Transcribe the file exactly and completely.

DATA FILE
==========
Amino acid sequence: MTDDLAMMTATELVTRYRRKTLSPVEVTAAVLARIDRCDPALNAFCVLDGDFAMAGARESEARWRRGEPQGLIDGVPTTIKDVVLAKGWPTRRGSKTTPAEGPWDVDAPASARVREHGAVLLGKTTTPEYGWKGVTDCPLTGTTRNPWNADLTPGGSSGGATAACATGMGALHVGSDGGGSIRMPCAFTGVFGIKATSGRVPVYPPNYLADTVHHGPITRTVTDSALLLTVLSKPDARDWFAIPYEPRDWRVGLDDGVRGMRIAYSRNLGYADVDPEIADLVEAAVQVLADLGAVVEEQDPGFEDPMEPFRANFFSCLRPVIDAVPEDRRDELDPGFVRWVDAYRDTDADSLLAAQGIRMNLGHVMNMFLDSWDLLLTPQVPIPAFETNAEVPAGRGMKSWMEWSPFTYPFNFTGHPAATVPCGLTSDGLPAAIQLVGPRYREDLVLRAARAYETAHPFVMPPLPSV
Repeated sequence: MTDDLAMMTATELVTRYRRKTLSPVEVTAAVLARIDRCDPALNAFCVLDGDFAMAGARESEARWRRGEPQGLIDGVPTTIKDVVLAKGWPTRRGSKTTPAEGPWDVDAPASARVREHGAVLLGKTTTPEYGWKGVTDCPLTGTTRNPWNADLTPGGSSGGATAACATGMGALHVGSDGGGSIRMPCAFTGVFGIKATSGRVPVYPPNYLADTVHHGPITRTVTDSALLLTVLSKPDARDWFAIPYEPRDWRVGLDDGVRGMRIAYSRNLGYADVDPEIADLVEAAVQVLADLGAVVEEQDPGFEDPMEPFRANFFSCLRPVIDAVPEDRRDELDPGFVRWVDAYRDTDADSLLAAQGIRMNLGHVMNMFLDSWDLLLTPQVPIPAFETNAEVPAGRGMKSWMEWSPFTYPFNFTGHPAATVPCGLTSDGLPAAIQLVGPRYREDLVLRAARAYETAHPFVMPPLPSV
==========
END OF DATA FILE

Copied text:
Amino acid sequence: MTDDLAMMTATELVTRYRRKTLSPVEVTAAVLARIDRCDPALNAFCVLDGDFAMAGARESEARWRRGEPQGLIDGVPTTIKDVVLAKGWPTRRGSKTTPAEGPWDVDAPASARVREHGAVLLGKTTTPEYGWKGVTDCPLTGTTRNPWNADLTPGGSSGGATAACATGMGALHVGSDGGGSIRMPCAFTGVFGIKATSGRVPVYPPNYLADTVHHGPITRTVTDSALLLTVLSKPDARDWFAIPYEPRDWRVGLDDGVRGMRIAYSRNLGYADVDPEIADLVEAAVQVLADLGAVVEEQDPGFEDPMEPFRANFFSCLRPVIDAVPEDRRDELDPGFVRWVDAYRDTDADSLLAAQGIRMNLGHVMNMFLDSWDLLLTPQVPIPAFETNAEVPAGRGMKSWMEWSPFTYPFNFTGHPAATVPCGLTSDGLPAAIQLVGPRYREDLVLRAARAYETAHPFVMPPLPSV
Repeated sequence: MTDDLAMMTATELVTRYRRKTLSPVEVTAAVLARIDRCDPALNAFCVLDGDFAMAGARESEARWRRGEPQGLIDGVPTTIKDVVLAKGWPTRRGSKTTPAEGPWDVDAPASARVREHGAVLLGKTTTPEYGWKGVTDCPLTGTTRNPWNADLTPGGSSGGATAACATGMGALHVGSDGGGSIRMPCAFTGVFGIKATSGRVPVYPPNYLADTVHHGPITRTVTDSALLLTVLSKPDARDWFAIPYEPRDWRVGLDDGVRGMRIAYSRNLGYADVDPEIADLVEAAVQVLADLGAVVEEQDPGFEDPMEPFRANFFSCLRPVIDAVPEDRRDELDPGFVRWVDAYRDTDADSLLAAQGIRMNLGHVMNMFLDSWDLLLTPQVPIPAFETNAEVPAGRGMKSWMEWSPFTYPFNFTGHPAATVPCGLTSDGLPAAIQLVGPRYREDLVLRAARAYETAHPFVMPPLPSV